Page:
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Prince Zuko may have held an impressive title and political role, but the boy was not himself, quite impressive. He was 13, short, a slow learner, incredibly depressed, and lacked any emotional or social skills. He was a hurt and stubborn child, given command over a small vessel of Navy Marines. Most of whom had younger siblings or even children about his age. 

Banishment was not treating him well. Though, given his own father hadn't hesitated to throw a ball of fire at his face, despite the fact that kind of blow at that distance could have very likely killed the prince, well, anyone would be traumatized and an emotional mess. 

The boy had been thrown out of his own home after being shown that his own father was willing to maim him with an audience of hundreds. He had been the victim of horrible burns and still froze up and flinched away from even the smallest of flames. He'd had his life element be used against him and lost his place in the palace as well as his honor and home. Not to mention that his face was almost half gone. Somewhere buried beneath the bandages and burn salves. 

His only chance to regain his status, birthright, and honor was to capture the avatar, missing for almost a century. His only chance to return to his home to track down a bender who had not been seen or heard of since before the Air Temple Genocides. 

It was an obviously impossible task. 

But, one thing about the Prince himself was impressive. 

His stubbornness. His ability to continuously try and try again even if he is sure to fail the task at hand. And even more miraculously, all this trying, it ended in success, eventually. 

His training and meditations, over and over again he failed and humiliated himself. But every time he got up to try again. 

So, he believed that this task he was set out to was meant to be impossible. To keep him an exile forever while his sister took the throne. To cast out the failure of a Fire Prince. But he also believed that he had to do it, that he had to try and give it his all. Because maybe, just maybe, he could accomplish it, maybe it wasn't his father's way of getting rid of him.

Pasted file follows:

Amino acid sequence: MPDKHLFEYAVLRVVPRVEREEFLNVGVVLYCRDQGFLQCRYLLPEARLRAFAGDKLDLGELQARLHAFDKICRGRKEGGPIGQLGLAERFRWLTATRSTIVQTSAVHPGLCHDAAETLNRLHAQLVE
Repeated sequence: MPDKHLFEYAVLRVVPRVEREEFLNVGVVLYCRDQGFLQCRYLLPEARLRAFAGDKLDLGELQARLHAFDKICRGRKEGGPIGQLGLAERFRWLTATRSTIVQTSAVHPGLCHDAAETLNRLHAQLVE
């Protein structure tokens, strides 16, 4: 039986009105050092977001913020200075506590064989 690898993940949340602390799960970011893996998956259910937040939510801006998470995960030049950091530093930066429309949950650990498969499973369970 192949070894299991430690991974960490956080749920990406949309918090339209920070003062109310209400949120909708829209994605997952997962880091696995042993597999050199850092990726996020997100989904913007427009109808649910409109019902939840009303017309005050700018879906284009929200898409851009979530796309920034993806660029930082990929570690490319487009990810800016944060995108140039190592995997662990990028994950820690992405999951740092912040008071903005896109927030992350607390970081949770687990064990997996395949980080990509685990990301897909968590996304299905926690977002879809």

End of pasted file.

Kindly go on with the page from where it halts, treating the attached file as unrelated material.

Maybe his father just wanted to push him to accomplish what no one else ever had. 

Even then, doubt lurked throughout the boy's thoughts, like poison in the water, waiting to be ingested and to fester and grow, and turn his whole mind to panic and grief. To make him lose all hope.

Usually when he was in a mood like this --where the poisonous doubt was lurking behind every corner in his mind, along with the idea that perhaps his father never did and never would love him-- he paced. Walking in quick, measured strides, back and forth down the side of the vessel's deck. Always by the starboard railing. 

Habits like this were usually harmless, however, the ship was stuck in a storm. 

A storm that had come out of nowhere. The waters simply turned choppy, the winds howling in anguish, and the rain pelting down upon them. 

Cold, violent rain, with cold, violent winds. That stabbed down, attacking one's inner fire and ripped at their clothing and core. Like the spirits of drowned dead trying to take the living by force, to somehow ease their torment.

The Prince hadn't seen the wave, looming over the port side, seeming as if La himself wanted to swallow the little ship whole. He was the only crew member on deck who hadn't tried himself to the ship. 

So when La brought his fury down on them, crushing Lieutenant Jee and Seok down to the deck floor, neither got a chance to shout a warning to the Prince. 

When the water drained and air returned to their lungs the Prince was gone. 

And try as they might, the crew of the Wani could not spot his shape in the water. Nor could they steer towards starboard where he'd been swept off, as the water was more dangerous there and the wall of the storm was visible, winds funneling up in the violent beauty that only the great spirits could possess in their wonders and horrors of nature. 

He was too far away for them to see him struggling towards the surface, being pushed down before he broke it again and again. They didn’t see the tides rip him further and further away. They didn’t see him wash ashore on an uninhabited island of the southern Fire Nation. 

He was just gone. 



The first thing that he noticed through the veil of sleep and semi-consciousness was a nudging feeling. Something pushing at his leg. Then it, or another thing, slammed into his shoulder. 

He shouted, eyes flying open. There was something on his face, it was wet and blocking his view of the nudger. He pulled it off, waterlogged bandages. His vision cleared on one side. 

He screamed, scrambling away from the panther as fast as his wobbly legs could carry him. The panther growled and started its pursuit. All thoughts ceased as sheer panic and survival instincts took over.

He ran for his life, pulling and shoving branches out of the way and jumping over stones and overgrown roots. He could barely hear the large cat bounding close behind him, he didn’t need to hear it, he knew it was chasing him. He knew it wanted to kill him. 

He found a wall and swerved to the right, avoiding collision and followed it, taking the first gap in the wall as an entrance. He turned and weaved through the maze of crumbling stone walls filled with overgrown vegetation without a single thought. Only a goal in mind, escape the panther and live.